Week 7: Two Days in Firenze

Last weekend I ventured up to Florence for a weekend trip in the capital of the Renaissance. I took Megabus, a transportation line known for affordable travel; the experience was pleasant, efficient, and comfortable. I listened to a couple podcasts and looked out at the Italian countryside until sunset. Go Megabus!

My B&B was a bit quirky, as is expected with Bed and Breakfasts, but this place took quirky to a new level. My room was themed Dante’s Inferno…and as such, had a ridiculous amount of red and paintings of Dante. Welcome to Florence/Hell?

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The next morning, I woke up super early to grab breakfast and start my day before the museums got too crowded. I got a Firenze Card which saved me valuable time waiting in line for tickets and museum entrances. This allowed me to visit all the must-see museums and churches in Florence in a short amount of time. I really recommend getting this if museums are your priority and you can spare a little bit more money. The first gallery I visited was the Uffizi Gallery, housing works by da Vinci, Michelangelo, and my favorite of the museum, Botticelli’s Birth of Venus.

After that, I headed to the Galleria dell’Accademia where the statue of David is housed.

Because I had the Firenze Pass, I thought I should check out a few museums that I normally wouldn’t spend time in. I decided to go to the National Archaeological Museum because it housed many Etruscan pieces that I learned about in one of my classes in UCEAP Rome. (Note: these weren’t the Etruscan pieces but I found them beautiful.)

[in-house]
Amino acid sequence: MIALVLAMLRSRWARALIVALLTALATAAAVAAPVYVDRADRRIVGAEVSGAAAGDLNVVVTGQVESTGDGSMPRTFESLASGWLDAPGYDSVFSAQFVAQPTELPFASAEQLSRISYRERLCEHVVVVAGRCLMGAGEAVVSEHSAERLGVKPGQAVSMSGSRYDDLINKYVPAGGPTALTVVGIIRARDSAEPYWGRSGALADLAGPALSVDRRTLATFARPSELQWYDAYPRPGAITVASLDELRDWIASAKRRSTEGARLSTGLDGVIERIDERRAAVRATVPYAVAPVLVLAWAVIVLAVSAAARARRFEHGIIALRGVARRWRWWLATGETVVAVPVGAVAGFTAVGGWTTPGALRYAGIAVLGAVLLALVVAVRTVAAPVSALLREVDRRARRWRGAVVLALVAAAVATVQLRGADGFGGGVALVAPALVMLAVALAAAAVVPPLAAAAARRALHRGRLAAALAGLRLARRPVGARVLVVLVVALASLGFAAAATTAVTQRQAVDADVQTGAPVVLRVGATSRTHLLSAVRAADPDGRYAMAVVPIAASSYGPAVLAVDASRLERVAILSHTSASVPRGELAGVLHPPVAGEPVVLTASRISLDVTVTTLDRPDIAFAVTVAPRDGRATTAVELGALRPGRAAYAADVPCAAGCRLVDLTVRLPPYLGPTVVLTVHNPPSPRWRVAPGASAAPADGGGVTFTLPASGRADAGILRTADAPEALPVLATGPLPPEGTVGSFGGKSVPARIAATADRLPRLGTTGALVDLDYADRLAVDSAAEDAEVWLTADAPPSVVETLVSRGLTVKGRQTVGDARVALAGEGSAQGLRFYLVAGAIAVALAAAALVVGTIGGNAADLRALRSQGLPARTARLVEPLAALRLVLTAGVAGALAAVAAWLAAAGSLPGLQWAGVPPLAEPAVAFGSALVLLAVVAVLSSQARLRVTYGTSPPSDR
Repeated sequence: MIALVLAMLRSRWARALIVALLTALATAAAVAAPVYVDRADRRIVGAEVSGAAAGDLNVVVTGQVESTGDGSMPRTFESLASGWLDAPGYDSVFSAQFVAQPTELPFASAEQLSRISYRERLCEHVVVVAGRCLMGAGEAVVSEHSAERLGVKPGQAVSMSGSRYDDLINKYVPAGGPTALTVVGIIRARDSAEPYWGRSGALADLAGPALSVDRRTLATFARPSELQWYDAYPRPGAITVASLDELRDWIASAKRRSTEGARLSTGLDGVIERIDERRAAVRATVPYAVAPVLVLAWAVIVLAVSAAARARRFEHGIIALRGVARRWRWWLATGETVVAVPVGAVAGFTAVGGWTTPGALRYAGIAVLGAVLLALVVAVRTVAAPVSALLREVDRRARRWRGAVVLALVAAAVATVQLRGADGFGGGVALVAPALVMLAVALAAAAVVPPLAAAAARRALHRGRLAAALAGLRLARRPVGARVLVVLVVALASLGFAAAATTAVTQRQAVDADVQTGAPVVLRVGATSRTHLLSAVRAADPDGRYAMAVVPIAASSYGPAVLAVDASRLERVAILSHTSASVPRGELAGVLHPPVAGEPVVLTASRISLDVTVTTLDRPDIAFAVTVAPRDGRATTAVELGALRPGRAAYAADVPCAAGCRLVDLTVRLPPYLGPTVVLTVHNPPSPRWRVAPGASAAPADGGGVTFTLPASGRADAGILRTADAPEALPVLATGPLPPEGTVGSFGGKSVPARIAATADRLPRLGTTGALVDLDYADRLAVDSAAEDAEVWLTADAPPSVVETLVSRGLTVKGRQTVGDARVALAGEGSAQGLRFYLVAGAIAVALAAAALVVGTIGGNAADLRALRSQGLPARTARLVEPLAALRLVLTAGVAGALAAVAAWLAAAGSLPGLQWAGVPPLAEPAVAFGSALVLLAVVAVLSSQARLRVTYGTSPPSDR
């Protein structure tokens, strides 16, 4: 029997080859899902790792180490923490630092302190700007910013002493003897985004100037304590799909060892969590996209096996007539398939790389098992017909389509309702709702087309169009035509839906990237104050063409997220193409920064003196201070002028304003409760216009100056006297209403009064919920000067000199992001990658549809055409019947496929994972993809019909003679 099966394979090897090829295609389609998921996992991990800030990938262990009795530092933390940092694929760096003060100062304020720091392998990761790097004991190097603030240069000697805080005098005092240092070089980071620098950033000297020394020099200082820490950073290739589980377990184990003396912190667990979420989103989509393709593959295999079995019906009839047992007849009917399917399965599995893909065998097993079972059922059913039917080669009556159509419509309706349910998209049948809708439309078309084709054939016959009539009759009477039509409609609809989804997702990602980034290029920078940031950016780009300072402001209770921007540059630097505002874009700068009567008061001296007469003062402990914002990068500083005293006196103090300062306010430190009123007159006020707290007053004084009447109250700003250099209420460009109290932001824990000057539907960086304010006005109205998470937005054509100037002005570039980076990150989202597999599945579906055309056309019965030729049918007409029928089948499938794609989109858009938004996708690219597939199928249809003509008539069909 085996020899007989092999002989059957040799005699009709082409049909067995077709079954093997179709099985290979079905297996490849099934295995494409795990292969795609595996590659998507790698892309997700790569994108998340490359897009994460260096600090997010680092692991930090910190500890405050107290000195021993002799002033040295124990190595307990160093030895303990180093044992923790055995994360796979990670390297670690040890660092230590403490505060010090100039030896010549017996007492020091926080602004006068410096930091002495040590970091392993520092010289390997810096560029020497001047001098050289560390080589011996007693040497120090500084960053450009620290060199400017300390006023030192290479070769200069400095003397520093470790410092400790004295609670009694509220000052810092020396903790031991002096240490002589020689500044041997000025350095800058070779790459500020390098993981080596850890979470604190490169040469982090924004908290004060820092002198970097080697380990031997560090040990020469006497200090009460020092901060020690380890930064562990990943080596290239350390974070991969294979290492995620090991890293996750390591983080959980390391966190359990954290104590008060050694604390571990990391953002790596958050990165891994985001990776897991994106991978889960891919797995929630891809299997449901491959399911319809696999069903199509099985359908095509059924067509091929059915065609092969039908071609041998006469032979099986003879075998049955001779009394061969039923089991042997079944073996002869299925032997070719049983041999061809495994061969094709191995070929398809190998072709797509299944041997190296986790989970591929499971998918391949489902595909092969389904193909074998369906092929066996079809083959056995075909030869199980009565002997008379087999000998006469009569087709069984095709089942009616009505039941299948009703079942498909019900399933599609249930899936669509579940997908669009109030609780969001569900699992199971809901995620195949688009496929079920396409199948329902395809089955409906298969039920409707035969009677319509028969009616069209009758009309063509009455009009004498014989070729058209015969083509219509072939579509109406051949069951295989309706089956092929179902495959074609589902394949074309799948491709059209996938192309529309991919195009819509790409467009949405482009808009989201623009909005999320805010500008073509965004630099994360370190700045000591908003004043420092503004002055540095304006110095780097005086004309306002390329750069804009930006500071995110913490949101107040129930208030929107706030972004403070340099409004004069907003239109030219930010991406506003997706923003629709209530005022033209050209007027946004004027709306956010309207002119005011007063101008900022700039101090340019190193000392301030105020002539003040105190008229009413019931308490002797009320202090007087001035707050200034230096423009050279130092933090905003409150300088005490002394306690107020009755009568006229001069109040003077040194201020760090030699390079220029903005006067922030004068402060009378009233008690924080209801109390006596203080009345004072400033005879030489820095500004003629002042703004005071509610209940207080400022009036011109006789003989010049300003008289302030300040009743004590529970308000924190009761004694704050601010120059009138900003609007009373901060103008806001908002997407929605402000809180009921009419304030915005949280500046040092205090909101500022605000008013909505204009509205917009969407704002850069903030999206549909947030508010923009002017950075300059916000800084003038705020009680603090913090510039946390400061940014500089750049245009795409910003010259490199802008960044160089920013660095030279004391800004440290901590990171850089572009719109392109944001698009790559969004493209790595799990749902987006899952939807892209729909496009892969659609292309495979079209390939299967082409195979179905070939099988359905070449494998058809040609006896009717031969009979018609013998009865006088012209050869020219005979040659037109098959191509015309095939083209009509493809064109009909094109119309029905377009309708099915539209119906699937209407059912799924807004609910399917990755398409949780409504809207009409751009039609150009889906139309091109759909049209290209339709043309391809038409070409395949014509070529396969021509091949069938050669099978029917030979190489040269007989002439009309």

Next, I headed to Dante’s old home, now converted to a museum that displays relics from his life, recreations of his stories, as well as other preserved works of art.

On my climb up the 400 steps of Giotto’s Bell Tower, I stumbled upon something gross. Elena, I hate whoever loves you and wrote this. There’s a ridiculous amount of pointless graffiti like this throughout national monuments in Italy and it really needs to stop. After I cooled down about Giotto’s Bell Tower, I made my way over to the Duomo. There, I climbed 463 steep steps to the top of the church. It was raining when I climbed, making the enormous trek more bearable because of the spurts of wind coming through. As difficult as the climb was, the view of Florence was totally worth it.

Florence is especially beautiful during and after it rains. It was so cute to see all the little umbrella people from high up in the Bell Tower or walking around. It made the medieval town more colorful.

Later that afternoon, I went to The Boboli Gardens, a beautiful park situated behind the Pitti Palace created in the 16th century. It was a very welcome break from scaling the mountain of a church that is the Duomo.

It’s often said that things are more beautiful from far away than up close; I think the same is true about the Ponte Vecchio. Walking one of the original bridges of Florence, was dizzying due to the traffic from high-end jewelry shops. They cluttered up the bridge and seemed out of place to me.

I ended my two days in Florence with the best possible thing: food. I had a typical Tuscan meal complete with pizza, wine, and an assortment of cheese with honey drizzled over it. Now back to Rome!

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